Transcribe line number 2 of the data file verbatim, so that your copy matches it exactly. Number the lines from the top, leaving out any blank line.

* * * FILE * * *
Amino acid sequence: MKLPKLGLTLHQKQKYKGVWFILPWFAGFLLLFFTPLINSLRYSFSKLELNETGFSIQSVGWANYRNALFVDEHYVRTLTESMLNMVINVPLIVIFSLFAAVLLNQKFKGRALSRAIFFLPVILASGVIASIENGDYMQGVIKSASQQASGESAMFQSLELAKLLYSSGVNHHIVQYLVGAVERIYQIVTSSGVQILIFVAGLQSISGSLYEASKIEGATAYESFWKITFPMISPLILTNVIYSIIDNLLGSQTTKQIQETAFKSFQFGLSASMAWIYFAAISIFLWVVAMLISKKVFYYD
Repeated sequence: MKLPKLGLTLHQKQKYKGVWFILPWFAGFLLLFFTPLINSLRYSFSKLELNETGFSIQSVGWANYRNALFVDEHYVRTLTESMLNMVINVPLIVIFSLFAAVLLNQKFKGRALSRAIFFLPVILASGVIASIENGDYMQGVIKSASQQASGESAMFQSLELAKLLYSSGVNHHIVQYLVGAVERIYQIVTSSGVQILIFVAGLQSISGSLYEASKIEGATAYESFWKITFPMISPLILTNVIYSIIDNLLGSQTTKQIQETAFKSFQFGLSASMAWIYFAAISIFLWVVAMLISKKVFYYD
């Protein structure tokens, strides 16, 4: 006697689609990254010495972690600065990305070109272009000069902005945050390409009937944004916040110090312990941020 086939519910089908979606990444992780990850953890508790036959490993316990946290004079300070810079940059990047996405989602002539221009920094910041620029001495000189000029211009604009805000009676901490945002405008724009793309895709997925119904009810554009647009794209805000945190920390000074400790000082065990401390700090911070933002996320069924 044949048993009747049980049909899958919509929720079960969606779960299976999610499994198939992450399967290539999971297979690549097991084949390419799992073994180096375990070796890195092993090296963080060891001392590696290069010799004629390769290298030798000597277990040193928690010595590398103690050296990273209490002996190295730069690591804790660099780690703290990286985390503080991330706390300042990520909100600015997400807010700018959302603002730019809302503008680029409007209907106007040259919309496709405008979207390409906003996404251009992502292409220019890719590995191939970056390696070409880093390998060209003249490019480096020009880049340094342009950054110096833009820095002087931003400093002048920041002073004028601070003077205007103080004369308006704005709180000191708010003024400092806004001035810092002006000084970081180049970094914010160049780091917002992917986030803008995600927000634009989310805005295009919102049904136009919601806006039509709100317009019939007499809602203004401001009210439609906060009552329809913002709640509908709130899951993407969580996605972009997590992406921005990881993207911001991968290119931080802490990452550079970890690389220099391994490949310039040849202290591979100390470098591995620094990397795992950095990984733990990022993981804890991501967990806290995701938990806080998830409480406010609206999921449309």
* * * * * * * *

Repeated sequence: MKLPKLGLTLHQKQKYKGVWFILPWFAGFLLLFFTPLINSLRYSFSKLELNETGFSIQSVGWANYRNALFVDEHYVRTLTESMLNMVINVPLIVIFSLFAAVLLNQKFKGRALSRAIFFLPVILASGVIASIENGDYMQGVIKSASQQASGESAMFQSLELAKLLYSSGVNHHIVQYLVGAVERIYQIVTSSGVQILIFVAGLQSISGSLYEASKIEGATAYESFWKITFPMISPLILTNVIYSIIDNLLGSQTTKQIQETAFKSFQFGLSASMAWIYFAAISIFLWVVAMLISKKVFYYD